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3 financial performance metrics every retailer should measure

3 financial performance metrics every retailer should measure

Retail is a blend of art and science. Sometimes you need to go on instinct, sometimes you need to look at the numbers. Independent retailers must measure financial metrics to understand where they’re at and how they can progress.

Measuring financial metrics is crucial to making more money. It gives you the hard facts about your business’s financial performance. Without this information, you can only guess what steps you need to take to generate more profit. You may as well lick your finger and stick it in the wind.

Now that we’ve established that measuring metrics is something that you should be doing if you want to make more money (which retailer doesn’t?), you will probably be wondering where to start. There are thousands of financial metrics you could track, but as a busy business owner, you can’t possibly keep tabs on all of them. We want to make it easier for you to manage your business, which is why we’ve selected the top three financial metrics you should be measuring. We explain what they are and why they’re so important.

So, if you want to get a better grasp of your financial performance and boost your profitability without spending hours mulling over spreadsheets, give these three metrics a try.

Total sales

The total sales metric, otherwise known as gross sales, is arguably the most important metric for retailers. It allows them to answer the question “How well are my products are selling?”.

It also enables retailers to project future sales — something which is especially important to small retailers, who often look to secure investment in the early stages of their business venture. When trying to secure an investment, small retailers need to show their sales performance so investors can see whether the offering being sold is market viable and whether the sales trends are increasing or declining.

Whether you want an overview of your sales performance or you’re seeking investment, it’s important to look at your total sales figures across a number of years, where possible. Month to month sales can be misleading as they’re heavily dependent on external factors out of your control, such as national holidays and seasons. If you have the historical data to compare yearly total sales, you can get a more accurate overview of how your business and products have progressed over time and predict, based on past trends, how many sales you will make in the coming years.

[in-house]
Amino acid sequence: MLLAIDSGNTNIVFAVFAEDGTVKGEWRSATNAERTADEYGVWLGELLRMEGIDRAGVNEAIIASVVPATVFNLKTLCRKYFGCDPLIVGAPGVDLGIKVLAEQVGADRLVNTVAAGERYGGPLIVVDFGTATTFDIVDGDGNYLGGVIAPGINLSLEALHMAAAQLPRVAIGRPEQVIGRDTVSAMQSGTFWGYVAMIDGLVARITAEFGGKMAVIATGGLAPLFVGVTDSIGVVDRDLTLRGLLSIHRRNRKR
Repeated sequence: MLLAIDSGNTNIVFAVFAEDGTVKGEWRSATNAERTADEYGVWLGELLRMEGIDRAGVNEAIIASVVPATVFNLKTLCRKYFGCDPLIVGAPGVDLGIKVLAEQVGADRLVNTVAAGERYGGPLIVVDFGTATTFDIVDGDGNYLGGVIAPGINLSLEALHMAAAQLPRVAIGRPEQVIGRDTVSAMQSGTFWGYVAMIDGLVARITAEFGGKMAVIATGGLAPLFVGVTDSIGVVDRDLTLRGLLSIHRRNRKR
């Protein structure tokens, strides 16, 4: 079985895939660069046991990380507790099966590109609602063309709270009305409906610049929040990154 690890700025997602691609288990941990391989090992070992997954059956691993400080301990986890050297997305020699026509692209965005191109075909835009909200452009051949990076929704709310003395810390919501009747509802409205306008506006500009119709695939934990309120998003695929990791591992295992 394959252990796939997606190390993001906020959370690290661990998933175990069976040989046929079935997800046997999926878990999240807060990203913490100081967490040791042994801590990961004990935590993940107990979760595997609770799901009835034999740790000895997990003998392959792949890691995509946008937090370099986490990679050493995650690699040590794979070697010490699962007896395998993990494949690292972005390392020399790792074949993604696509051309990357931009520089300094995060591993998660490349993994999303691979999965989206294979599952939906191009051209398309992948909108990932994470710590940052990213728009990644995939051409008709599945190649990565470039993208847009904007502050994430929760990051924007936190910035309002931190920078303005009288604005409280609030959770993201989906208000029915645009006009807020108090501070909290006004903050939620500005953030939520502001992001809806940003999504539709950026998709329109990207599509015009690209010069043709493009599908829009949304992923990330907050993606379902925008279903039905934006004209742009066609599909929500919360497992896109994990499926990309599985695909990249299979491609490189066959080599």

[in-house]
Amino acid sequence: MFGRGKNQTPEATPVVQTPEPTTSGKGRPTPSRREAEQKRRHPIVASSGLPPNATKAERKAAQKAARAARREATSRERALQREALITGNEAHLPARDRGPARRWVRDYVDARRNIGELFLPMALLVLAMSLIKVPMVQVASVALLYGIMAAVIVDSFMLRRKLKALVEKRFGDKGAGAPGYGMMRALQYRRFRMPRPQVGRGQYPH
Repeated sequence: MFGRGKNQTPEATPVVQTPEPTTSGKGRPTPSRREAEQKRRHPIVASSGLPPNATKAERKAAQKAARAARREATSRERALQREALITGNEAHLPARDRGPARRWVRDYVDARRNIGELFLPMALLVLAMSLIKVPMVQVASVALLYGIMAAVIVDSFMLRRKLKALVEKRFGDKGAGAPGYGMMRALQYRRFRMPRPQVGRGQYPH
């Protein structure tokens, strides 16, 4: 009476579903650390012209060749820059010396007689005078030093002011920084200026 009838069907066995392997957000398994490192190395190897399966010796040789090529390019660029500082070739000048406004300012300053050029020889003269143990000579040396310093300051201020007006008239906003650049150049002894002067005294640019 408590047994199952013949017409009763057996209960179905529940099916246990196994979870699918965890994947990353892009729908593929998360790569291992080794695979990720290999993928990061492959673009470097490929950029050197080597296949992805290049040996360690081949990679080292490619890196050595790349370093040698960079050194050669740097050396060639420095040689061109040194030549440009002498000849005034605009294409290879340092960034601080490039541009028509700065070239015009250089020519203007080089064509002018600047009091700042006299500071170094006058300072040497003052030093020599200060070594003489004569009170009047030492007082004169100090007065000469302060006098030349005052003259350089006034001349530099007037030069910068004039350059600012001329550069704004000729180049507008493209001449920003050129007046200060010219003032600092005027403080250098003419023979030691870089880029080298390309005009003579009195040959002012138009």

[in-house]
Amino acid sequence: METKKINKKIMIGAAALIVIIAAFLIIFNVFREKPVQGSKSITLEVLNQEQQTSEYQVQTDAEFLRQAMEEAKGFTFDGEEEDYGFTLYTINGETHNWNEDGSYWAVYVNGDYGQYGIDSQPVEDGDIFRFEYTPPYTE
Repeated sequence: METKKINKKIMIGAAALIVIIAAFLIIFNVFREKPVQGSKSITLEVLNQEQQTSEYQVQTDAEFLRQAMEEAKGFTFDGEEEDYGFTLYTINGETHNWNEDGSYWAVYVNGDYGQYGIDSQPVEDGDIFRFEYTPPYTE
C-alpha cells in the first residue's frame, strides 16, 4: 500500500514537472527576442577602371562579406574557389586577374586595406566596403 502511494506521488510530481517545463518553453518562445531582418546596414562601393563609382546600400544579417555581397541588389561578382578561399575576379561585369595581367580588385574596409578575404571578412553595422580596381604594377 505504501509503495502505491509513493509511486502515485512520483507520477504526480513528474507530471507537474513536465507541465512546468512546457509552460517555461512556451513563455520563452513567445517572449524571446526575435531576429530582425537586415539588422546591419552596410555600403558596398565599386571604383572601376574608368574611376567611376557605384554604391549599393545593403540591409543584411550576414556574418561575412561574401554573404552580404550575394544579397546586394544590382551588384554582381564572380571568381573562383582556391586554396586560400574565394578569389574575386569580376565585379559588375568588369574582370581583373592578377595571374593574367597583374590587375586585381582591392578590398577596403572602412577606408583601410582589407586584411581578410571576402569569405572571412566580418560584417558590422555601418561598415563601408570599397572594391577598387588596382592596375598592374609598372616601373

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Gross margin

Unlike total sales which only shows you your revenue stream from the products you sell, gross margin measures the profitability of your inventory. This metric doesn’t include costs outside of your inventory, such as operating costs such as wages, rent or marketing campaigns. This metric is important because it allows you to see how well your inventory is performing.

To calculate your gross margin, you need to subtract the total cost of goods from sales generated and then divide this number by your total sales to get the gross margin percentage. Here’s the formula you need:

calculate gross margin metric


In the example below, over the course of a year fictional company Kitt’sKloset spent £250,000 on goods and generated £500,000 in sales. Cost of goods subtracted from total sales is £250,000 (£500,000 – £250,000). Gross margin percentage is this number divided by sales (£250,000 – £500,000) and multiplied by 100. In this case, it’s 50% (0.5 x 100).

Net margin

Many retailers start a business to turn their passion into profit. Many of our customers are examples of real-life success stories who have managed to achieve this. Take CBD Kratom, for example. The profits they made from their first shop have allowed them to open 62 locations across the US. To be able to expand their business, they first needed to know how much profit they were making.

Net margin (also called profit margin), indicates the overall profitability of your business. You need to track this metric to be able to make future decisions based on positive revenue, or the cash actually available to you minus all your expenses.

Net margin not only takes into consideration inventory costs but also all your outgoing costs we mentioned earlier, such as wages, rent and other operating costs.

A few things to keep in mind:

  • Get your total sales and expenses in a Profit and Loss Statement from your accountant.
  • Calculate profit margins after VAT. Remember, this metric takes into account all incoming and outgoing cash.

Here’s the formula you need to calculate net margin:

how to calculate net margin

There’s no doubt about it. Small business owners need to measure their financial data — metrics is an essential part of this process. They provide an insight into your financial performance that you can’t get anywhere else. As long as you track your incomings and outgoings (which, let’s face it, any business owner should), you’ve got the information you need at your fingertips to calculate your sales and profitability.

Only then can you decide on your next move.

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